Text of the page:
It’s the talk of the classroom, corporate boardroom, factory, and faculty lounge: the shortage of qualified engineers. In the United States, engineering programs experience a 50 percent attrition rate, according to the National Center for Educational Statistics. Elsewhere, the problem is not numbers, but quality. The head of India’s National Association of Software and Services Companies, for instance, says only 25 to 30 percent of his country’s engineering and science graduates are “suitable” for careers in their chosen fields.
As a former public school teacher who now leads worldwide education programs for Autodesk, I share this concern. My company, a global, multi-billion-dollar design software firm, has a stake in solving the problem for a simple reason: Future engineers will be our customers.
So far, efforts by organizations and within disciplines haven’t succeeded in overcoming the shortage. Should everyone just keep toiling away like Sisyphus, repeatedly pushing his boulder uphill? I believe the answer is no. There are other and better ways to get the boulder to the top of the mountain.
Success requires, first, understanding what kind of engineers are needed in today’s world. They are not simply those skilled in setting up formulas and completing complex calculations. Engineering work demands investigation, analysis, and response to changing and conflicting priorities. Engineers seek multiple, creative solutions to open-ended problems.
Some industry professionals call this “designerly” thinking. Engineering instructors are beginning to introduce techniques that use this approach, such as Building Information Modeling (BIM) in architecture and engineering, and Digital Prototyping in mechanical engineering. These techniques depend on visualizing and analyzing the aesthetic and functional aspects of an idea; refining it; and then gauging how changes will affect form and function. The aim is to find the best answer—not the only answer.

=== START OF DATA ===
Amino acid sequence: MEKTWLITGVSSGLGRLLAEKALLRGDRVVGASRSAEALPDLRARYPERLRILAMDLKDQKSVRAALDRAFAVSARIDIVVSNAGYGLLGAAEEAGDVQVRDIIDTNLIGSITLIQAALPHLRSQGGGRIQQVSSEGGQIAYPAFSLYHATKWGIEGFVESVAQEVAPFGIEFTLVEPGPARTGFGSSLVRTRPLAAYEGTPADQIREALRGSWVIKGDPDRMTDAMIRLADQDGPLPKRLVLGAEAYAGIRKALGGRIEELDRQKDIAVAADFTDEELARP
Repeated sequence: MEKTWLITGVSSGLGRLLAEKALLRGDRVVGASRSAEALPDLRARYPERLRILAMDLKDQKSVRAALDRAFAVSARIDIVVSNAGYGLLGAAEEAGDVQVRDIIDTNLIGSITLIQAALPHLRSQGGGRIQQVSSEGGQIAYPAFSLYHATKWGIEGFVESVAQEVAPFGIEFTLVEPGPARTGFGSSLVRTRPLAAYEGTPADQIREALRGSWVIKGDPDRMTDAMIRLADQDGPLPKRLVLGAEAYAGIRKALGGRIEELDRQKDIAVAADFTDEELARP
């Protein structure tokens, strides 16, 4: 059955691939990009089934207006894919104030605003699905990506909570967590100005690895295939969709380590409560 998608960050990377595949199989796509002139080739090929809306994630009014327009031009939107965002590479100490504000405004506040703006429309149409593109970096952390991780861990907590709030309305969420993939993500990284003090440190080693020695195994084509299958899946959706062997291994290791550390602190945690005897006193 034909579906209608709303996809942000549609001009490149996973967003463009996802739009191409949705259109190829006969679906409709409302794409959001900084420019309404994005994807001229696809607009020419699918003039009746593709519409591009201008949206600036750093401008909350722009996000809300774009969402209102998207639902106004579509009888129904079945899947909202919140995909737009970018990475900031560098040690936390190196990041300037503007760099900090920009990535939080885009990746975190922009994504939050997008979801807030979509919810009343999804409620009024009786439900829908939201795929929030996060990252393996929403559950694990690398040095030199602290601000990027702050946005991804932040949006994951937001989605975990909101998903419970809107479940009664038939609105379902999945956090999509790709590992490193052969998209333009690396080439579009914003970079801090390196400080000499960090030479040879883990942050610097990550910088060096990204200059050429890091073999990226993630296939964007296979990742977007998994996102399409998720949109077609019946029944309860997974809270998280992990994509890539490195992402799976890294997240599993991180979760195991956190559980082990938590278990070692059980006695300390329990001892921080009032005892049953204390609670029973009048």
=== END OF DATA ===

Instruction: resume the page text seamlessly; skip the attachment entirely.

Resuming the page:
To keep more students in engineering, we need to take our cue from designerly thinking. The design process is an integrative one. It incorporates tangible materials and intangible ideas. It offers many points of entry to a problem. What’s more, designerly thinking is an approach in which educators, institutions, industries, and policymakers can participate, no matter where we are.
At the Colorado School of Mines, an instructor has built a curriculum around this approach. He is Associate Professor David Muñoz, who was part of a team that developed the Humanitarian Engineering (HE) program with help from a Hewlett Foundation grant. A mechanical engineer by training, Muñoz isn’t bound by civil engineering conventions in education, and neither are his students. Muñoz’s undergraduates are designing and building a water distribution system for a rural Honduran community. They’re working with social anthropologists to understand the project’s cultural impact and to collaborate effectively with the community. And they’re coordinating logistics with non-governmental organizations to transport donated materials to the site.
Launched in 2004, the HE program charts a retention rate of 100 percent. Other universities are taking notice.
I believe the solution to our retention conundrum requires more than just helping kids who are flunking calculus. It means attracting more students—even in early grades—to design and engineering majors, and then keeping them engaged until their education is complete.
I’m trying to practice this designerly thinking in my post at Autodesk: We are partnering closely with ASEE. We’re collaborating with universities to help them make the most of their software to enhance instruction. We launched a Web community for students and instructors to work together.
But this is a work in progress. What do you think? How can educators, professionals and others around the world join to attract and retain the engineers of the future? Send an email to firstname.lastname@example.org.
Paul Mailhot is senior director of the Worldwide Education Program at Autodesk, which works with educators, faculty and administrators in the Americas, the Asia-Pacific region, Europe, the Middle East and Africa.